Sara and Gerald Murphy, a wealthy American couple that moved to the French Riviera in the early 1900s, are best known for being the models for Nicole and Dick Diver in their friend F. Scott Fitzgerald’s 1934 novel, Tender is the Night. But before that, they were simply privately legendary, and one of the reasons was their knack for throwing creative and vibrant parties. One of their most famous soirées was given in honor of Stravinsky’s Les Noces, a ballet that premiered at the Ballets Russes in Paris in 1923. Held on June 17, the weekend after the ballet’s premiere, the party featured an expertly culled guest list of 40-odd members of Sara and Gerald’s social circle, including Tristan Tzara, Pablo Picasso, Cole Porter, Jean Cocteau, and Stravinsky himself.
Held on a large river barge on the Seine, the party had personal import to the couple: Gerald, who would become a renowned painter, had restored the sets created by Picasso, Braque, and Derain after his mentor, modernist painter Natalia Goncharova, had recommended his artistry to dance-company impresario Sergei Diaghilev.
A scene from Les Noces ballet. Photo via the Russian Ballet History Collection.
The ballet performance itself was beautiful, but one might be forgiven for saying the party was even better. Sara made lemonade out of the sour news that florists were closed on the Sunday of the event, instead creating pyramid-like centerpieces out of toy tin cars, fire engines, dolls, and plush animals that she’d picked up at a bazaar in Montparnasse. No big deal—until Picasso arrived and took their artful organization into his own hands, literally, rearranging them into a single brilliant “traffic pileup” topped with a cow on a fireman’s ladder. Guest of honor Stravinsky got into the spirit too, skipping cocktails on the canopied upper deck and heading straight for the downstairs dining room, where he rearranged the place cards, although he was pleased with his spot—to the right of Princess de Polignac, who had commissioned “Les Noces.”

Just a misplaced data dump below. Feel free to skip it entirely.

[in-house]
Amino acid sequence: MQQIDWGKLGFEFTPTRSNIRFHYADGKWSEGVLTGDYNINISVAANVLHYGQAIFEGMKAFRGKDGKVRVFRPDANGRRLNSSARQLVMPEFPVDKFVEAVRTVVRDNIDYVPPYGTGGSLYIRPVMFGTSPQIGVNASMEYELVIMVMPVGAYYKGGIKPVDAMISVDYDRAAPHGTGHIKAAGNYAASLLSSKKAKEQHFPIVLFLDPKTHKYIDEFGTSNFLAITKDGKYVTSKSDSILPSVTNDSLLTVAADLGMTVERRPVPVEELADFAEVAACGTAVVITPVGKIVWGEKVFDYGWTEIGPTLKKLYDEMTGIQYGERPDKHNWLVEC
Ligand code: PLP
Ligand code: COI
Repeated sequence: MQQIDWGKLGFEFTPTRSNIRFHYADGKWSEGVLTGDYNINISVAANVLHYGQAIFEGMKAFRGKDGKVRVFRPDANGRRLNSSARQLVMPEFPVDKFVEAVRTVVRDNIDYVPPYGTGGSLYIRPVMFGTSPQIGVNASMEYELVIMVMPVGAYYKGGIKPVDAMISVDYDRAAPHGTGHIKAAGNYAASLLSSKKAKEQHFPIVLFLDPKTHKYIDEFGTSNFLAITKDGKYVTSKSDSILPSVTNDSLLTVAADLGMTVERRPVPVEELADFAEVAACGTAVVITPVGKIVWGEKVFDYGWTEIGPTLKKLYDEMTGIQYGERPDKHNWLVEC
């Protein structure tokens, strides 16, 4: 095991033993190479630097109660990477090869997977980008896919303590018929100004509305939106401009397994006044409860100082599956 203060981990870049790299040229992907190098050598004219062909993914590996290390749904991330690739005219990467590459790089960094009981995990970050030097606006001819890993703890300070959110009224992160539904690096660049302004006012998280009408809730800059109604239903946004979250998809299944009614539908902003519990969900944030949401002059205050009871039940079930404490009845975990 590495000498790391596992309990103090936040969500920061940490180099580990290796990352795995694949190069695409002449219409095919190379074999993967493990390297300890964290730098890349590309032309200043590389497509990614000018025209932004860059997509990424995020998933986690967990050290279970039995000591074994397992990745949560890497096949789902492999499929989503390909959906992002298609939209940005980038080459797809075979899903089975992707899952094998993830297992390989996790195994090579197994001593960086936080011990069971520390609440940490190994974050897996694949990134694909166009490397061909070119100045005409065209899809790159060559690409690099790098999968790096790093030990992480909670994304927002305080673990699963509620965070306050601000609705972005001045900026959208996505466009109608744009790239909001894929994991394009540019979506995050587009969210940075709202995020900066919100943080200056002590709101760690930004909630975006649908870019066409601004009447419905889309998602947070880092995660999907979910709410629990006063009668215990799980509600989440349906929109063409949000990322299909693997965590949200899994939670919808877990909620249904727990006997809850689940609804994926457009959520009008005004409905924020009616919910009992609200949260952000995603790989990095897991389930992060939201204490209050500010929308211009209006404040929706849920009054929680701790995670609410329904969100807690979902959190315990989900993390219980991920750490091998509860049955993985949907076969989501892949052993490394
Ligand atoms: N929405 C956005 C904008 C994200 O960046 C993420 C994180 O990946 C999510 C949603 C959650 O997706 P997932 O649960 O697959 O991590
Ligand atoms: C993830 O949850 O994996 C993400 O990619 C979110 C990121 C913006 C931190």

Once the meal began, champagne flowed, French pianist Marcelle Meyer played Scarletti sonatas, and the theater’s principal dancers pirouetted. Afterward, Goncharova read guests’ palms, and Cocteau, terrified of seasickness for the first hours, finally got on board. After stealing one of the captain’s uniforms, he grabbed a lantern and scampered across the deck in full regalia, peeking into portholes to inform guests, “On coule!” (“We’re sinking!”). At dawn, two enterprising guests removed the giant laurel wreath Sara had used to decorate the saloon wall and beckoned Stravinsky to do a running leap through it. He speedily and gracefully obliged.
Everybody Was So Young is a biography that captures the fascinating lives of the Murphys.
To this day, Sara and Gerald’s Les Noces party is considered one of the wildest soirées of all time. Stravinsky characterized it as the best night of his life, Picasso praised it as a welcome relief from the stuffiness of other parties of the time, and Cocteau said, “Depuis le jour de ma première communion, c’est le plus beau soir de ma vie.” (“Since the day of my first communion, it is the most beautiful evening of my life.”)
Hôtel du Cap, Antibes, where the Murphys spent their summers.
Though there are few photos to bring the evening back to visual life, Sara and Gerald’s ever-growing legend seems to do the job just fine. Soon afterward, the couple headed to Cap d’Antibes for the summer and continued la belle vie.
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